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Brexit campaigners accuse May of selling UK short over divorce bill

LONDON – 29 November 2017: Prime Minister Theresa May faced a backlash on Wednesday from prominent supporters of Brexit after reports that she is ready to pay much of what the European Union is demanding to settle the country's "divorce bill" to leave the bloc.
The Daily Telegraph newspaper said the net bill would total 45 billion to 55 billion pounds ($53 billion to $65 billion) . A government official cast doubt on those numbers and the European Commission declined to comment, but there is a growing expectation that the sides will clinch a deal on cash.
Veteran Brexit campaigner Nigel Farage told Reuters Britain should walk away from the talks rather than offer such huge sums.
"This is a complete sell-out that is not in our national interest," said Farage, a former leader of the UK Independence Party (UKIP) who played a big role in the 2016 referendum in which 52 percent of Britons voted to leave the EU.
"The British prime minister needs to say: 'Look, either start to behave reasonably, either start to behave in a grown-up way, or … we are walking away'," said Farage, who remains a member of the European Parliament.
Many businesses and investors fear such an approach, leading to a "disorderly Brexit", would spook financial markets, sow legal chaos and badly harm the British and EU economies by disrupting trade ties and cross-border supply chains.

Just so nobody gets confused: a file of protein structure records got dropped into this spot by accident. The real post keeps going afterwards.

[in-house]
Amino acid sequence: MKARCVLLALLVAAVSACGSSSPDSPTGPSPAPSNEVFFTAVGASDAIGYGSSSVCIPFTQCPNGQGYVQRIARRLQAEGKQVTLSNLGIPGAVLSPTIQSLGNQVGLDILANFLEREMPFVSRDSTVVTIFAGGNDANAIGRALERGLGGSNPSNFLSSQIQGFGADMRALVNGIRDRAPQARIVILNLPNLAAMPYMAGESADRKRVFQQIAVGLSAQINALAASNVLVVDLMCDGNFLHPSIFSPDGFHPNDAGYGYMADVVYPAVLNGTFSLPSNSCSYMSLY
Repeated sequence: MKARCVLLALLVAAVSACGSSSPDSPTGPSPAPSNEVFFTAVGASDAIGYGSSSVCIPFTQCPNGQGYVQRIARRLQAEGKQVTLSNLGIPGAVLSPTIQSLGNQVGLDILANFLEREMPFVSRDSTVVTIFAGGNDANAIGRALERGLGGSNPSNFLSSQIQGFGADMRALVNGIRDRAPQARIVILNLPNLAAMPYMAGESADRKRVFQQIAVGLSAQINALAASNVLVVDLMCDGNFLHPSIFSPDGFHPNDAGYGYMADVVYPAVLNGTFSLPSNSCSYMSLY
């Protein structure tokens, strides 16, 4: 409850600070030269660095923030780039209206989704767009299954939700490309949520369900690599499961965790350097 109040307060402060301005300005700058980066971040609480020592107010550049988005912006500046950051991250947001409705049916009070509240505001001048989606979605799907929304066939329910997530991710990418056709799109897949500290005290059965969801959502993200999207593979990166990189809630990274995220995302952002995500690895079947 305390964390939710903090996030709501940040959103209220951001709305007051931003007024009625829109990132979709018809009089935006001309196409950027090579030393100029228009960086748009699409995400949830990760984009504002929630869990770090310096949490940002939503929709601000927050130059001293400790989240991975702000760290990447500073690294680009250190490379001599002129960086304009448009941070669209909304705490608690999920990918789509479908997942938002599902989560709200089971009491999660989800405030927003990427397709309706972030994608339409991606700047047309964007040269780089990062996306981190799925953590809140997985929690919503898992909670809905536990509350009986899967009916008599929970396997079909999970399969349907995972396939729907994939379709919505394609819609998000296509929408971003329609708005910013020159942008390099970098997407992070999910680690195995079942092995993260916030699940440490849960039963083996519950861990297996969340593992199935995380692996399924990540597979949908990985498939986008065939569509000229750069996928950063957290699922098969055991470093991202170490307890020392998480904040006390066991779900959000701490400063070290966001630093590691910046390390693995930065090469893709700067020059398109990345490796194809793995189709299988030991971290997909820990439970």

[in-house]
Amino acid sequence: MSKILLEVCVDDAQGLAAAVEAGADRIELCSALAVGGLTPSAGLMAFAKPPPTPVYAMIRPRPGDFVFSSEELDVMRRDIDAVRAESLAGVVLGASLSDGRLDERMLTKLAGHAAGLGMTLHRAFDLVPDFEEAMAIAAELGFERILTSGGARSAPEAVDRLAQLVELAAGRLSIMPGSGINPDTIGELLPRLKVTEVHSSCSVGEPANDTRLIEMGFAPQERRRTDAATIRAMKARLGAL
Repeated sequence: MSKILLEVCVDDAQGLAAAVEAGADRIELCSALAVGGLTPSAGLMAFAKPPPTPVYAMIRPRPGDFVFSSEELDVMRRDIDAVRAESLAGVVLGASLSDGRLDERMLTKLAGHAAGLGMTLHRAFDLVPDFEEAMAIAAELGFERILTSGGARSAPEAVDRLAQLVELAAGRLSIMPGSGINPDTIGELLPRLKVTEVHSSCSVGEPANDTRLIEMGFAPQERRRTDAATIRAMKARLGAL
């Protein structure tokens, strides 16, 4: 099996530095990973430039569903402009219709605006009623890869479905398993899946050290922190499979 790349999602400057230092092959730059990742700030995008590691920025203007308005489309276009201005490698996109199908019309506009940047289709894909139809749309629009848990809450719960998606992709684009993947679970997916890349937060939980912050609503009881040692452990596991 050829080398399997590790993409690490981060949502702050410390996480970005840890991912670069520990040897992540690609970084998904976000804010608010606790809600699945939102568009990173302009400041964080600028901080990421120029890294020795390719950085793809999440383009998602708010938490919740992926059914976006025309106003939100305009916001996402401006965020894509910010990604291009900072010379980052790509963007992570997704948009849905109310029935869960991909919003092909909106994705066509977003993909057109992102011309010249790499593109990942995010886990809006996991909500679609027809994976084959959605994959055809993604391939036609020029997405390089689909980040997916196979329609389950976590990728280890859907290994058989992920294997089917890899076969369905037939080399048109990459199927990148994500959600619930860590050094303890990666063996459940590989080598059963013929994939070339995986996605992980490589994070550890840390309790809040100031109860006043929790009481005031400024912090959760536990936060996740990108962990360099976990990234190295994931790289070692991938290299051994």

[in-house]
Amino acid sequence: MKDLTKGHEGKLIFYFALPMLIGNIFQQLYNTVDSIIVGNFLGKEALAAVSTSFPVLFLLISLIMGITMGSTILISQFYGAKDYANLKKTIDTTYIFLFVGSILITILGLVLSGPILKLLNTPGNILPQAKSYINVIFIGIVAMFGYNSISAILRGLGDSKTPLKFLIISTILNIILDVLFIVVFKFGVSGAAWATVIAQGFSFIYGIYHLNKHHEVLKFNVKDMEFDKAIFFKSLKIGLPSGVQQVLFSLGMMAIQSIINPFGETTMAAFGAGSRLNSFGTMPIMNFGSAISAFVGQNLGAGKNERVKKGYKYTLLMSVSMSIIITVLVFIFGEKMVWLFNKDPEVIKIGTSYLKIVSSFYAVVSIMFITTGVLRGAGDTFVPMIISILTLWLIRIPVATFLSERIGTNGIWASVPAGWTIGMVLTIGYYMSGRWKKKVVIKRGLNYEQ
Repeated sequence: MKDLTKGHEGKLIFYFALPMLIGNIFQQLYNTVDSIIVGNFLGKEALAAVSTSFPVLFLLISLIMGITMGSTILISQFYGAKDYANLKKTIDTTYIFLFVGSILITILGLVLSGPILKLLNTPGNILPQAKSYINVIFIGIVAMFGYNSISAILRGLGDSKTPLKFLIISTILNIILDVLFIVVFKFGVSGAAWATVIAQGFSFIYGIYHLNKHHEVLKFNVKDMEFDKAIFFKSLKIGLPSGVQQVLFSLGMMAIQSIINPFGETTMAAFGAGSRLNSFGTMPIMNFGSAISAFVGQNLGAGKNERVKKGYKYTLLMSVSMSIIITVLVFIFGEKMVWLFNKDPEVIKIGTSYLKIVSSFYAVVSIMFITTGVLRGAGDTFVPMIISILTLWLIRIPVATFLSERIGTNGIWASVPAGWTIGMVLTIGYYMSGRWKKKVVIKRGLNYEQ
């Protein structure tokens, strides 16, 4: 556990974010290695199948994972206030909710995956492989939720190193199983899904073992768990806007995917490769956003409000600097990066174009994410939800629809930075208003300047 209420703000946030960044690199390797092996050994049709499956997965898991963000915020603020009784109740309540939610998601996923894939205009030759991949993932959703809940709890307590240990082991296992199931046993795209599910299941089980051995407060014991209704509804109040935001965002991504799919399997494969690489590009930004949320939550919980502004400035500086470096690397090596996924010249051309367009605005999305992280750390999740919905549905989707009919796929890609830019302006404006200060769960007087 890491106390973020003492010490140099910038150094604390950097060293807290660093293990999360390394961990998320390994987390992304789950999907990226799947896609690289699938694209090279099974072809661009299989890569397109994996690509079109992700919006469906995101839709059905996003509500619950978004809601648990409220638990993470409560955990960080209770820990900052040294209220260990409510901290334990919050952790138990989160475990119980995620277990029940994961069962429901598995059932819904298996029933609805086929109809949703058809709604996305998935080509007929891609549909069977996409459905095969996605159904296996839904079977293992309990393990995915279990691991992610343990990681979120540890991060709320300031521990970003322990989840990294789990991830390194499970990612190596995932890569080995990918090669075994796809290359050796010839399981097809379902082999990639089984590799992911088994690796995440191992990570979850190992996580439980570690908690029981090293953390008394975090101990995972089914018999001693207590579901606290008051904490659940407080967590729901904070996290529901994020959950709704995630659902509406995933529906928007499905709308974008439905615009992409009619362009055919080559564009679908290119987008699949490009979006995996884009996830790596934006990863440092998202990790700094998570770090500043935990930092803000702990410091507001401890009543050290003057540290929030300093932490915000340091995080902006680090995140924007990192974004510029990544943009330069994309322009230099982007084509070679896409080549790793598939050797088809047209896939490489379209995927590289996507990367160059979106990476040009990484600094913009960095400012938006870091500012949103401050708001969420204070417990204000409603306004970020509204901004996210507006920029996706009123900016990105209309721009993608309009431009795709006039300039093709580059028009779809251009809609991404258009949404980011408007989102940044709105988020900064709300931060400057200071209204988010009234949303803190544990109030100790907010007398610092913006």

Farage and pro-Brexit entrepreneurs such as billionaire Peter Hargreaves say Britain can prosper outside the EU and what they see as its onerous rules and regulations.
Britain, which is due to leave in March 2019, hopes to persuade EU leaders next month that the sides have made enough progress on three key issues – the rights of EU citizens living in the UK, the exit bill and the land border with Ireland – to be able to move on to talks on a post-Brexit trade relationship.
Brexit supporters in May's ruling Conservative Party also expressed concern about the possible size of any financial settlement during a debate in parliament on Wednesday.
Jacob Rees-Mogg, a prominent Conservative lawmaker, said Britain seemed to be "dancing to the tune" of the EU and sought assurances that no payments would be made unless there was a full agreement on trade.
Echoing that comment, Conservative lawmaker Philip Davies said "any spare money" should stay in Britain at a time of austerity, not "given in a bung to the European Union".
In contrast, Foreign Secretary Boris Johnson, one of the leaders of the 2016 'Leave' campaign, signalled flexibility on the cash issue, saying it was "time to get the ship (of negotiations) off the rocks".
However Hargreaves, the second biggest donor to the Leave campaign, denounced the government's handling of Brexit talks, saying they showed no understanding of the sums involved.
"We ought to say to the EU: 'Thank you very much, we are never going to get a deal, goodbye' and we are gone, lock stock and barrel, and carry on trading as before," Hargreaves said.
Farage dismissed calls by some opponents of Brexit such as former prime minister Tony Blair that British voters might change their mind about leaving the EU.
"The revolution of 2016 is still rolling," he said. "The European Union project is in deep trouble and it's only a matter of time until it ends."
The EU's supporters say it has helped to cement peace and prosperity in a continent historically ravaged by wars.
Farage's foes see him and his party – now riven by divisions and with no lawmakers in the UK parliament – as dangerous populists who misled voters on the true costs of Brexit.
It was fear of losing support to Farage's UKIP that helped persuade May's predecessor as Conservative prime minister, David Cameron, to hold the 2016 referendum. Both Cameron, who resigned immediately after the vote, and May voted to stay in the EU. ($1 = 0.8433 euros)